To whom is Ulysses speaking in "Ulysses"?
The speaker Ulysses (the Roman name for "Odysseus") delivers a reflection on old age and mortality to other elderly veterans who may have fought with him in the Trojan wars. His reflection culminates in a rousing speech intended to convince this same audience of warriors to take hold of life again and to find one last great adventure. Consider the following passage:
Free hearts, free foreheads—you and I are old;Old age hath yet his honour and his toil;Death closes all: but something ere the end,Some work of noble note, may yet be done,Not unbecoming men that strove with Gods.
It may be that the gulfs will wash us down:It may be we shall touch the Happy Isles,And see the great Achilles, whom we knew.Tho' much is taken, much abides; and tho'We are not now that strength which in old daysMoved earth and heaven, that which we are, we are;One equal temper of heroic hearts,Made weak by time and fate, but strong in willTo strive, to seek, to find, and not to yield.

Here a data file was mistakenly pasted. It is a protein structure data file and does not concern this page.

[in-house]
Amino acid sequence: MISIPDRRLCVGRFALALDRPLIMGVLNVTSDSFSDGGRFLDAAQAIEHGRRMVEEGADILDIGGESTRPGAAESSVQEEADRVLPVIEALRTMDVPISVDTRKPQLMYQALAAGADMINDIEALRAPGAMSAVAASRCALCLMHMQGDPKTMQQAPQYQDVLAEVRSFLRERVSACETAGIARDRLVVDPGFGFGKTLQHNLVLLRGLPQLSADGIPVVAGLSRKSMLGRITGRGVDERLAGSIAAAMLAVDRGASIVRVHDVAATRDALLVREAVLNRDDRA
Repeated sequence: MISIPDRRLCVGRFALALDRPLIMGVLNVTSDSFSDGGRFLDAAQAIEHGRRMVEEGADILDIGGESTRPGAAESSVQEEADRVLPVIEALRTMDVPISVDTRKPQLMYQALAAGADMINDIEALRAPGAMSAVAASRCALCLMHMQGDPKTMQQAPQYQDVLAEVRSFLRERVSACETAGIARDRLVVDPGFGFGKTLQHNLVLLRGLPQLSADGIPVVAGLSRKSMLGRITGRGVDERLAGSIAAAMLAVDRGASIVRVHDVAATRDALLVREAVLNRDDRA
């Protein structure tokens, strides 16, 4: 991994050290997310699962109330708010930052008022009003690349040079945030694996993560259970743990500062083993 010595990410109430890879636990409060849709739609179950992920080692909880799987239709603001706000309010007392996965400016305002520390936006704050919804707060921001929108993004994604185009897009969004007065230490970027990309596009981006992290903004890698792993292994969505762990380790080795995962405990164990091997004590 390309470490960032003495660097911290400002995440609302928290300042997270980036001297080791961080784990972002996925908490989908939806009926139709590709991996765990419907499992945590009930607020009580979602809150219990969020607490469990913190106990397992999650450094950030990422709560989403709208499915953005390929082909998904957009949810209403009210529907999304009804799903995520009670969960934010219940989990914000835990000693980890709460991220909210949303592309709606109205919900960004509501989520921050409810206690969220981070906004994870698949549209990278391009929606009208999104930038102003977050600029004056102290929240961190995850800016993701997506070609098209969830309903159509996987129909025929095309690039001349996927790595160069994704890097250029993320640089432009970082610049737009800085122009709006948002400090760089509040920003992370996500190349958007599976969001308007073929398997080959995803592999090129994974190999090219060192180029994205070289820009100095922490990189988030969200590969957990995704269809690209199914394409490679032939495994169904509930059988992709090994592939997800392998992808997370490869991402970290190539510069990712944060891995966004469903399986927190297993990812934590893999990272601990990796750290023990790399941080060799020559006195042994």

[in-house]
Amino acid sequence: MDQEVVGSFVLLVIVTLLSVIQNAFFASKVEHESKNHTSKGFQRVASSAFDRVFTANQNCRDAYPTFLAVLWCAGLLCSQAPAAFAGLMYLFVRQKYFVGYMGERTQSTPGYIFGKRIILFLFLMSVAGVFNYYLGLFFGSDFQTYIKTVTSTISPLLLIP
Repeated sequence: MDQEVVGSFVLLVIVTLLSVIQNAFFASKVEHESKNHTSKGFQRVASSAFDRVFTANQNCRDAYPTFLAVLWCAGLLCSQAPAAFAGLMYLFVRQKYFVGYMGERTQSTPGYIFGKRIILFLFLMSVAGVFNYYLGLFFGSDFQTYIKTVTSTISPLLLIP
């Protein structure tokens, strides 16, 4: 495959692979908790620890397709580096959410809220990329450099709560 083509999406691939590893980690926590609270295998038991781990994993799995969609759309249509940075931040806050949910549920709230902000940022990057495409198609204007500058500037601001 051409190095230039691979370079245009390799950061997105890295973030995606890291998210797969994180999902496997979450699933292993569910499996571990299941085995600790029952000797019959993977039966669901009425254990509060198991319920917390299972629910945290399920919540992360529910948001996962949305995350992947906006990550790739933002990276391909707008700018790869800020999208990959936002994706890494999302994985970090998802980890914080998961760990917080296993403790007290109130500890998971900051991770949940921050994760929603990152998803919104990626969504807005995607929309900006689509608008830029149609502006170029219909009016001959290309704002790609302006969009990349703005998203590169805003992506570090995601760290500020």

The speaker, the fictional Ulysses, is speaking to an implied audience in Tennyson's poem named after him. The poem is a dramatic monologue, although the silent listener is an implied audience--so there is more than one silent listener.
Ulysses says "You and I are old." The "you," here, is presumably plural. He may be addressing his former followers who returned home with him after his adventures, although this would alter the story as written by Homer in The Odyssey."
Ulysses also addresses his audience as "my friends." Thus, the reader knows he is addressing more than one person. The poetic dramatic monologue form was new at the time Tennyson wrote the poem, so the convention of only addressing one silent listener was not well established.
In short, then, Ulysses is talking a group of followers, old men as he is, into going on an adventure with him.